Monday, February 22, 2010

Lenten Journey

Here we are at the beginning of our Lenten journey, as we travel with Jesus that long and lonely road to Jerusalem. As we make this annual pilgrimage, we are right there with Jesus’ disciples, who have been told by their master that he will “undergo great suffering, and be rejected by the elders, chief priests, and scribes, and be killed, and on the third day of the week be raised” (Lk 9:22).

Like the disciples, many of us focus on, and feel that we must share, our Lord’s pain and suffering, at least symbolically through such things as giving up something of pleasure or taking on extra burdens; through avoiding all forms of temptation and repenting of our numerous sins. It is as if in such actions we are attempting to take on the ponderous, burdensome weight that the human Jesus undoubtedly carries as he travels that road to Jerusalem.

Yes, some of our Gospel readings for the season of Lent do have such themes as temptation (1st Sunday in Lent, Lk 4:1-13) and repentance (3rd Sunday in Lent, Lk 13:1-9). But on alternating Sundays, we also have readings that tell the other side of the Lenten story, that contain imagery of God desiring to gather his children together “as a hen gathers her brood under her wings” (2nd Sunday in Lent, Lk 13:31-35), and of the Prodigal Son (4th Sunday in Lent, Lk 15:1-3,11b-32). These stories convey messages of God’s unconditional love, of His endless compassion and mercy.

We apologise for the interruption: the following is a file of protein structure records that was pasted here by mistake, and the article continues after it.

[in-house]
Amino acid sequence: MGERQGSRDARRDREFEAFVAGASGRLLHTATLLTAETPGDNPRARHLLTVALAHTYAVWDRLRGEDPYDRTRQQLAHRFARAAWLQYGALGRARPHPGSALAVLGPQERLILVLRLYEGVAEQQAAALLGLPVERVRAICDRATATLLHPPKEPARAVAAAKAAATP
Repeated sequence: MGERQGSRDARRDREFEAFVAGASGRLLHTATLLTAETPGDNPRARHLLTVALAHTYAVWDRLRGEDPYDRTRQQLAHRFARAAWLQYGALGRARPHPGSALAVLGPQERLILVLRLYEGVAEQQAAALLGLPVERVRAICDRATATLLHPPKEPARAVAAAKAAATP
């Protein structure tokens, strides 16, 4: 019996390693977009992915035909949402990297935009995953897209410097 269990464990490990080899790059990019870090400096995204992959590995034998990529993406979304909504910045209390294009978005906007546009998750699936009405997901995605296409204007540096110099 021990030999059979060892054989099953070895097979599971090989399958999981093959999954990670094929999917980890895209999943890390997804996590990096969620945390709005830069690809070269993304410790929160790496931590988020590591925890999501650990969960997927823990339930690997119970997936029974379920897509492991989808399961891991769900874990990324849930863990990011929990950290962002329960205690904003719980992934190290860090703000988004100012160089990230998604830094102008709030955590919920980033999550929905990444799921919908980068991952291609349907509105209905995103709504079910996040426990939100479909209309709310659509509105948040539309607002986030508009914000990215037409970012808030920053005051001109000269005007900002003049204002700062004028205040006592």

When this combination of Gospel lessons are woven together, we see a tapestry emerge that is much greater than the sum of its parts. We have an image of what Lent is really about. We see that we have an obligation to be obedient to God’s law, and for repentance when we fall short. But we also are the recipients of God’s boundless love and grace. And in this tapestry of the Lenten season, we also have an icon of the essence of what it means to be a Christian and to live a life faithful to our callings as disciples of Jesus Christ. For in reality, the Lenten journey is the Christian journey.

As we travel the road to Jerusalem with Jesus, all we can do is walk by his side. While the ponderous and burdensome weight he carries is ours, it is not ours to carry. It is his to carry. And all he asks, during this Lenten journey, as well as throughout our life journey, is that we be faithful companions along the way and share his love and compassion with others. He will take care of the rest. And that will be demonstrated in its fullness as, in about six weeks, we reach Jerusalem, as we helplessly watch the painful events that will happen there, and most certainly as we stand at the mouth of Jesus’ tomb on Easter morning, peek inside, and finding it empty, realize that his promise has been fulfilled, that the burden has indeed been lifted, and that we are the recipients of God’s unbounded grace and infinite love.

Blessed travels!

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